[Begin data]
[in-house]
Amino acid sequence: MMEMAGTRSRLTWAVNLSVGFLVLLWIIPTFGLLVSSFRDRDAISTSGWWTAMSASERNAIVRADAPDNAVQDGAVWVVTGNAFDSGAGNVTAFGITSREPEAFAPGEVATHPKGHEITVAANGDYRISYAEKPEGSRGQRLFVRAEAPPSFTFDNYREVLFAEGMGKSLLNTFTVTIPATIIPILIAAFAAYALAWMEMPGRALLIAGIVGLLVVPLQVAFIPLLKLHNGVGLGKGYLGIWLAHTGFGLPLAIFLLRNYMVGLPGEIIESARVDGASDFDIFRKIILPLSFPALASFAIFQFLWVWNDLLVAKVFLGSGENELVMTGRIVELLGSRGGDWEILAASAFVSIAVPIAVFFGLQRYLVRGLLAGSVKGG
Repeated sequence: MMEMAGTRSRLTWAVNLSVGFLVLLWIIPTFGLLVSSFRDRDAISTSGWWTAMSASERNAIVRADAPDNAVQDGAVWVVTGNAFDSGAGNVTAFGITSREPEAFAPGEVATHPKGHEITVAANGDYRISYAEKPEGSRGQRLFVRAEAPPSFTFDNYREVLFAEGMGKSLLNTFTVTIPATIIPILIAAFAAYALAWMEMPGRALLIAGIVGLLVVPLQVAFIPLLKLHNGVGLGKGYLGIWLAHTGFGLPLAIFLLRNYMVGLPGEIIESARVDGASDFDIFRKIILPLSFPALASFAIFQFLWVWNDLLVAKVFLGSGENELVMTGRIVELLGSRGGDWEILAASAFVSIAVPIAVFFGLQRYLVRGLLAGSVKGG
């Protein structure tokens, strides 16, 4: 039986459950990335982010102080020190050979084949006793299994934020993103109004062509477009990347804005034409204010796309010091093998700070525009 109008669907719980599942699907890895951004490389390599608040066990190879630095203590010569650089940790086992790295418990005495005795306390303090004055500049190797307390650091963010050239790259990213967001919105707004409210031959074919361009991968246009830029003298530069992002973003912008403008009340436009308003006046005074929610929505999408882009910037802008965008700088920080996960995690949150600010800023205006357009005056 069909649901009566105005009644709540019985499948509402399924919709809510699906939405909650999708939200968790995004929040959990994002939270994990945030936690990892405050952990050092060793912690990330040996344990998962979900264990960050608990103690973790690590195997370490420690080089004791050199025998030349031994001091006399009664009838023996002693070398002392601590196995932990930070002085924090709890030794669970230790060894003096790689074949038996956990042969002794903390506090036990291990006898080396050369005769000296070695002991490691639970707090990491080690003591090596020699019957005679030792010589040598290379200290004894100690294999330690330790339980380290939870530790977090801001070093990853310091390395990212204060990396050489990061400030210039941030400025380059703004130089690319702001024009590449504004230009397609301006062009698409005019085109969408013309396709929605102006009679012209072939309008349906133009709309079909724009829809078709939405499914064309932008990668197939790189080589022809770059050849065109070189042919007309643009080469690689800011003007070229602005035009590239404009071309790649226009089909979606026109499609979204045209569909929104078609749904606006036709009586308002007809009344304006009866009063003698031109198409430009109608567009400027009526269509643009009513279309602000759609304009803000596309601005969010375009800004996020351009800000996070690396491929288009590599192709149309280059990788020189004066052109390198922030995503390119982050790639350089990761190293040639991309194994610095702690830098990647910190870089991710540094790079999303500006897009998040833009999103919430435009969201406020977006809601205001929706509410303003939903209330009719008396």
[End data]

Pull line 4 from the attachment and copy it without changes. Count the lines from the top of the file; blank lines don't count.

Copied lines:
């Protein structure tokens, strides 16, 4: 039986459950990335982010102080020190050979084949006793299994934020993103109004062509477009990347804005034409204010796309010091093998700070525009 109008669907719980599942699907890895951004490389390599608040066990190879630095203590010569650089940790086992790295418990005495005795306390303090004055500049190797307390650091963010050239790259990213967001919105707004409210031959074919361009991968246009830029003298530069992002973003912008403008009340436009308003006046005074929610929505999408882009910037802008965008700088920080996960995690949150600010800023205006357009005056 069909649901009566105005009644709540019985499948509402399924919709809510699906939405909650999708939200968790995004929040959990994002939270994990945030936690990892405050952990050092060793912690990330040996344990998962979900264990960050608990103690973790690590195997370490420690080089004791050199025998030349031994001091006399009664009838023996002693070398002392601590196995932990930070002085924090709890030794669970230790060894003096790689074949038996956990042969002794903390506090036990291990006898080396050369005769000296070695002991490691639970707090990491080690003591090596020699019957005679030792010589040598290379200290004894100690294999330690330790339980380290939870530790977090801001070093990853310091390395990212204060990396050489990061400030210039941030400025380059703004130089690319702001024009590449504004230009397609301006062009698409005019085109969408013309396709929605102006009679012209072939309008349906133009709309079909724009829809078709939405499914064309932008990668197939790189080589022809770059050849065109070189042919007309643009080469690689800011003007070229602005035009590239404009071309790649226009089909979606026109499609979204045209569909929104078609749904606006036709009586308002007809009344304006009866009063003698031109198409430009109608567009400027009526269509643009009513279309602000759609304009803000596309601005969010375009800004996020351009800000996070690396491929288009590599192709149309280059990788020189004066052109390198922030995503390119982050790639350089990761190293040639991309194994610095702690830098990647910190870089991710540094790079999303500006897009998040833009999103919430435009969201406020977006809601205001929706509410303003939903209330009719008396």